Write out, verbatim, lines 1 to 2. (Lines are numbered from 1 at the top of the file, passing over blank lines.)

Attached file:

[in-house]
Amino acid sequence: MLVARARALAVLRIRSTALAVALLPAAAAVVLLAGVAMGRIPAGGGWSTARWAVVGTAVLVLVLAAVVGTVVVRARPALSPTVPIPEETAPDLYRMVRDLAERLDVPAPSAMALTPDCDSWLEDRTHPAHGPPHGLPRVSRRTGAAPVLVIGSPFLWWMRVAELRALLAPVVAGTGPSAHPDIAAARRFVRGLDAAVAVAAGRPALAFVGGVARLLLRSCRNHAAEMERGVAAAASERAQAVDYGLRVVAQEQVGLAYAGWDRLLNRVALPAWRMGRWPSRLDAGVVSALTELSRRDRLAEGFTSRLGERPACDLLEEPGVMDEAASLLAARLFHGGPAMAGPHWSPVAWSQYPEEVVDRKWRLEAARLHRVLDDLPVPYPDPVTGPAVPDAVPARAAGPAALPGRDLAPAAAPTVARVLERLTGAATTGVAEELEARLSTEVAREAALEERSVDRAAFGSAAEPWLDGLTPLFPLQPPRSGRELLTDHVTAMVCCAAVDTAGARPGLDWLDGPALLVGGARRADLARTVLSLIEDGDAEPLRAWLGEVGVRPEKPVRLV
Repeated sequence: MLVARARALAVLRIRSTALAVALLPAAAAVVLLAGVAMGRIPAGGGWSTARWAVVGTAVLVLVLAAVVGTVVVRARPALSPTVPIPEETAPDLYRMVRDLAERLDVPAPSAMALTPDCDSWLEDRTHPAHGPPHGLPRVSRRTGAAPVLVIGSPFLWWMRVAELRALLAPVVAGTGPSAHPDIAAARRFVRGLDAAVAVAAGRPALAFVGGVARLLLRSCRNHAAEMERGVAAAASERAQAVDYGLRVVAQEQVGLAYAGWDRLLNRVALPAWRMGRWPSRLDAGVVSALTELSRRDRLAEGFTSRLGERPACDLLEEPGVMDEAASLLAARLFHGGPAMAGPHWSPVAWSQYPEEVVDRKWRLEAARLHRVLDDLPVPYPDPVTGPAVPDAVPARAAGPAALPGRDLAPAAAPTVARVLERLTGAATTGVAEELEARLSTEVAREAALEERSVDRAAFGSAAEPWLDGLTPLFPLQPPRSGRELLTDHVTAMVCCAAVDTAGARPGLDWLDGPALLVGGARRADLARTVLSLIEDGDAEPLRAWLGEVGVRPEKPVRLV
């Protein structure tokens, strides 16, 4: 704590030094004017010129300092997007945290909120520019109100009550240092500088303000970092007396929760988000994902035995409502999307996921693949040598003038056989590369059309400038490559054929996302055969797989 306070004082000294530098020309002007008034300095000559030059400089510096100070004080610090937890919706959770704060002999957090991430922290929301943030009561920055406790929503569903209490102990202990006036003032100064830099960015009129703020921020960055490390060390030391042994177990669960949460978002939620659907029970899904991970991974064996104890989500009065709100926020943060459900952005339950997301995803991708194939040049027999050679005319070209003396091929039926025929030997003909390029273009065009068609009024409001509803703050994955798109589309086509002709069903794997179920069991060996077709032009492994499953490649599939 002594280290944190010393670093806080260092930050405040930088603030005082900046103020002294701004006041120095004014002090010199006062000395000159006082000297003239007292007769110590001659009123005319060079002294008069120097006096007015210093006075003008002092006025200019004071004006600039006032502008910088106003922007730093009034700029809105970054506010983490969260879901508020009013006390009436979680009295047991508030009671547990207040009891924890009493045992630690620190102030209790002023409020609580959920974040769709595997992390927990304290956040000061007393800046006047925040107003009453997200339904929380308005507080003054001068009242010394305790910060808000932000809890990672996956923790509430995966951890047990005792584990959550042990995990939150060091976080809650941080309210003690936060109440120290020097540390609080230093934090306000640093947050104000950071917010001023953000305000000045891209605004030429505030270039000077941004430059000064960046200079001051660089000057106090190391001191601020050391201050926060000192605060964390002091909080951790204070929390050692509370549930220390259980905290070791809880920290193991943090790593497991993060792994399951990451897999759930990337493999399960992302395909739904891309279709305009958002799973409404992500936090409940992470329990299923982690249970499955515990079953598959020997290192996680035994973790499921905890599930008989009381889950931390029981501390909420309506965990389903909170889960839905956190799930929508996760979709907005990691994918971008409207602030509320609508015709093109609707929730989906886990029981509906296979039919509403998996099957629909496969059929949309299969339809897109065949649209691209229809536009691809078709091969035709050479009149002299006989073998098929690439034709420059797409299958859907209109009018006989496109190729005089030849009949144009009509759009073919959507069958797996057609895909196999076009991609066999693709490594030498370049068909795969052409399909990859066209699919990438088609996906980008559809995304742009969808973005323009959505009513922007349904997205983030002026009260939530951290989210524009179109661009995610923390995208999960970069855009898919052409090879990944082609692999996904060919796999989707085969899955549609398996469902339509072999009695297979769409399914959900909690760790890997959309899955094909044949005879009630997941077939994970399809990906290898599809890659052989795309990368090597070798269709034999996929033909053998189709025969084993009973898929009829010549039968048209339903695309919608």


[in-house]
Amino acid sequence: MLVARARALAVLRIRSTALAVALLPAAAAVVLLAGVAMGRIPAGGGWSTARWAVVGTAVLVLVLAAVVGTVVVRARPALSPTVPIPEETAPDLYRMVRDLAERLDVPAPSAMALTPDCDSWLEDRTHPAHGPPHGLPRVSRRTGAAPVLVIGSPFLWWMRVAELRALLAPVVAGTGPSAHPDIAAARRFVRGLDAAVAVAAGRPALAFVGGVARLLLRSCRNHAAEMERGVAAAASERAQAVDYGLRVVAQEQVGLAYAGWDRLLNRVALPAWRMGRWPSRLDAGVVSALTELSRRDRLAEGFTSRLGERPACDLLEEPGVMDEAASLLAARLFHGGPAMAGPHWSPVAWSQYPEEVVDRKWRLEAARLHRVLDDLPVPYPDPVTGPAVPDAVPARAAGPAALPGRDLAPAAAPTVARVLERLTGAATTGVAEELEARLSTEVAREAALEERSVDRAAFGSAAEPWLDGLTPLFPLQPPRSGRELLTDHVTAMVCCAAVDTAGARPGLDWLDGPALLVGGARRADLARTVLSLIEDGDAEPLRAWLGEVGVRPEKPVRLV